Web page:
520 F.3d 384 (5th Cir. 2008), 06-31238, United States ex rel. Marcy v. Rowan Companies, Inc.
|Citation:||520 F.3d 384|
|Party Name:||UNITED STATES of America, ex rel., Robert Daniel MARCY, on behalf of the United States of America, c/o James Letten & John Ashcroft, Plaintiff-Appellant, v. ROWAN COMPANIES, INC.; Newfield Exploration Gulf Coast, Inc., formerly known as EEX Corporation; Newfield Exploration Co.; Remington Oil & Gas Corp., Defendants-Appellees.|
|Case Date:||March 05, 2008|
|Court:||United States Courts of Appeals, Court of Appeals for the Fifth Circuit|
[Copyrighted Material Omitted]
David Bradley Marvel (argued), Robertson & Hollingsworth, Charleston, SC, Conlee
Schell Whiteley, Kanner & Whiteley LLC, New Orleans, LA, for Plaintiff-Appellant.
Jonathan Saul Franklin (argued), Matthew H. Kirtland, Fulbright & Jaworski, Washington, DC, Steven L. Roberts, Sutherland, Asbill & Brennan LLP, Houston, TX, for Rowan Companies, Inc.
James H. Roussel, Baker, Donelson, Bearman, Caldwell & Berkowitz, New Orleans, LA, for Newfield Exploration Gulf Coast, Inc. and Newfield Exploration Co.
Dennis N. Ryan, Mark A. Shoffner, Andrews & Kurth, Dallas, TX, C. Peck Hayne, Jr., Scott Allen O'Connor, Gordon, Arata, McCollam, Duplantis & Eagan, New Orleans, LA, for Remington Oil & Gas Corp.
Appeal from the United States District Court for the Eastern District of Louisiana.
Before BARKSDALE, DENNIS and SOUTHWICK, Circuit Judges.
SOUTHWICK, Circuit Judge:
Robert Daniel Marcy challenges the district court's dismissal of the qui tam action that he brought on behalf of the United States under the False Claims Act. We affirm the judgment of dismissal.
On December2, 2003, Robert Marcy filed suit against Newfield Exploration Gulf Coast, Inc., Newfield Exploration Company, Rowan Companies, Inc., and Remington Oil and Gas Corporation ("Defendants"). Marcy alleges that, while employed on Defendants' Midland offshore drilling unit, he was ordered by Defendants to illegally dump oil, oil waste, solid waste, grease, paint, and other hazardous substances into the Gulf of Mexico at night. Marcy contends that Defendants' actions violated the Federal Water Pollution Control Act ("FWPCA") and the Act to Prevent Pollution from Ships ("APPS"), that Defendants intentionally failed to report the discharge of oil or hazardous substances as required by those two enactments, and that Defendants intentionally omitted a record of the discharges both from the "Oil Record Book" (in violation of 33 C.F.R. § 151.25) as well as from the weekly-filed Mineral Management Service activity reports, hereinafter referred to using their form number as the "MMS 133 reports" (in violation of Department of Interior regulations).
Marcy maintains that Defendants fraudulently avoided civil fines and other penalties under several statutes, including the FWPCA and the APPS, the Oil Pollution Act of 1990 ("OPA"), and the Outer Continental Shelf Lands Act ("OCSLA"). Marcy also alleges that these actions occurred in violation of the terms of the oil and gas lease granted to Defendants by the United States pursuant to OCSLA, which requires that Defendants operate in compliance with OCSLA, all other applicable statutes, and "regulations or orders intended to protect persons, property, and the environment on the Outer Continental Shelf." Finally, Marcy alleges that because Defendants breached the lease but continued operations, they fraudulently retained oil and gas, oil and gas royalties, and profits owed to the United States.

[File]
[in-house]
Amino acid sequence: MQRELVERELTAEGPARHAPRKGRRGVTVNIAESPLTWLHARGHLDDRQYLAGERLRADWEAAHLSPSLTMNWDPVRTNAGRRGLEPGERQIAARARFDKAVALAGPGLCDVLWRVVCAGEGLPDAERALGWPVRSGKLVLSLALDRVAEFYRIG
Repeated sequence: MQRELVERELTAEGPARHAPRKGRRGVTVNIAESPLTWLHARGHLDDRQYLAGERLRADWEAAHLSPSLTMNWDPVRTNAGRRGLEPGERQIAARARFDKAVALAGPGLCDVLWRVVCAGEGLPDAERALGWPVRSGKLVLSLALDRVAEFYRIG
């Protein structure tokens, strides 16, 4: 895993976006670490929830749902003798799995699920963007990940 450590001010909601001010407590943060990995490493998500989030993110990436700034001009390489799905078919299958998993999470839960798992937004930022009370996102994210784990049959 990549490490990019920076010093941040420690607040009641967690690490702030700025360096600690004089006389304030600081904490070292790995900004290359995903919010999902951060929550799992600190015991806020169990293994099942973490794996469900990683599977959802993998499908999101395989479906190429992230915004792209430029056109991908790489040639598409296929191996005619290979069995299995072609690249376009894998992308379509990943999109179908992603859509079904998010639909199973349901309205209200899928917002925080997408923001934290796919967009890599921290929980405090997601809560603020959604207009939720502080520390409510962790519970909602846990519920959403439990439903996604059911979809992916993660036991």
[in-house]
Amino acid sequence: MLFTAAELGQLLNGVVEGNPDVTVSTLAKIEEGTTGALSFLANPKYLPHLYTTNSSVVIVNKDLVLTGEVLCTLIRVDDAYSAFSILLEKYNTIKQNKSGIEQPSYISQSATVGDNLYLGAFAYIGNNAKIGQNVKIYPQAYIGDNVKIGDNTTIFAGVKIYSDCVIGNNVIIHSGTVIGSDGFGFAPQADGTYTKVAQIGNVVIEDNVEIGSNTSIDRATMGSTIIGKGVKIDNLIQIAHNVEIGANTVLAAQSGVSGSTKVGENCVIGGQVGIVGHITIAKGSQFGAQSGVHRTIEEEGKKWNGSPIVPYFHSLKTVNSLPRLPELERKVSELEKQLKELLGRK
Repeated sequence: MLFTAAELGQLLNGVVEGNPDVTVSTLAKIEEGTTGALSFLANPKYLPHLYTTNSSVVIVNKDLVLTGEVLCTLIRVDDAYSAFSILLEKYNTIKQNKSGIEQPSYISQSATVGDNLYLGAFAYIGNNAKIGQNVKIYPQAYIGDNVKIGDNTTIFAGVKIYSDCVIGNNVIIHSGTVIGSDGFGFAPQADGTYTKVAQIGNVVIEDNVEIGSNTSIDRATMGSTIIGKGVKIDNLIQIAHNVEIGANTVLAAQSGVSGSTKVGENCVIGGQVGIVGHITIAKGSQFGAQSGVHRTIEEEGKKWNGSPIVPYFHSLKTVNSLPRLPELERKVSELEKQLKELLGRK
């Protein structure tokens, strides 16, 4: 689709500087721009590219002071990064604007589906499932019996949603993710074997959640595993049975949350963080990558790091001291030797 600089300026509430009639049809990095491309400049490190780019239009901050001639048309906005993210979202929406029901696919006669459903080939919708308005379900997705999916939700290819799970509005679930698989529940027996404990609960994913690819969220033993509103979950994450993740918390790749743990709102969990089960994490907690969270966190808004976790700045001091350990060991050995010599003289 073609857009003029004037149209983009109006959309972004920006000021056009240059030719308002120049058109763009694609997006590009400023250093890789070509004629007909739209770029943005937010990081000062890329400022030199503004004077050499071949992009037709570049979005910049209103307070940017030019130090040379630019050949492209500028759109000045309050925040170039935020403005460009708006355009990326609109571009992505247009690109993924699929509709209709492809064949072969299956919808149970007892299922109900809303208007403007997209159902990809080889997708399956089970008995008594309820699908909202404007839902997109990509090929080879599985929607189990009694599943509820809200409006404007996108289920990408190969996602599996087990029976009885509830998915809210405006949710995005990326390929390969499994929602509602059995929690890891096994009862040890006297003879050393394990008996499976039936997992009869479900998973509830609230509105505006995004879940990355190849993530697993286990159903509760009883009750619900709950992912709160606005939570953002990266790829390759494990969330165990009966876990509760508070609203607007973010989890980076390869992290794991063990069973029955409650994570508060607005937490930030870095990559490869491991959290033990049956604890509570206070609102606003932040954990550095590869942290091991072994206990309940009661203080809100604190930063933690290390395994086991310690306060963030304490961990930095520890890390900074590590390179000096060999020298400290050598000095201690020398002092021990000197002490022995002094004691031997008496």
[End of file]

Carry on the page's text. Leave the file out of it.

Marcy contends that the Defendants' conduct constitutes a violation of the False Claims Act. Marcy refers us to these subsections of the Act:
Any person who . . . (2) knowingly makes, uses, or causes to be made or used, a false record or statement to get a false or fraudulent claim paid or approved by the Government . . . or (7) knowingly makes, uses, or causes to be made or used a false record or statement
to conceal, avoid, or decrease an obligation to pay or transmit money or property to the Government . . . is liable to the United States Government for a civil penalty of not less than $5,000 and not more than $10,000, plus 3 times the amount of damages which the Government sustains because of the act of that person.
31 U.S.C. §§ 3729(a)(2) and (a)(7). After investigating Marcy's allegations, the United States filed notice of its election to decline intervention.
Each Defendant filed a motion to dismiss, arguing that Marcy failed to state a claim under the False Claims Act and that he did not allege fraud with sufficient particularity under Federal Rule of Civil Procedure 9(b). The district court granted the motions to dismiss, concluding that Marcy failed to state a claim under the Act. The court declined to address the arguments regarding the particularity of the pleading. After motions for reconsideration and to amend the complaint were denied, Marcy appealed.
Marcy asserts that his complaint adequately pled his cause of action. Our review of this issue is de novo, accepting as true the factual allegations that are well-pled and construing them favorably towards the plaintiff. United States ex rel. Willard v. Humana Health Plan of Texas, 336 F.3d 375, 379 (5th Cir. 2003). Those factual allegations must support a claim to relief that is plausible on its face and rises above mere speculation. In re Katrina Canal Breaches Litigation, 495 F.3d 191, 205 (5th Cir. 2007).
Because the two sections of the False Claims Act that Marcy employs have different...
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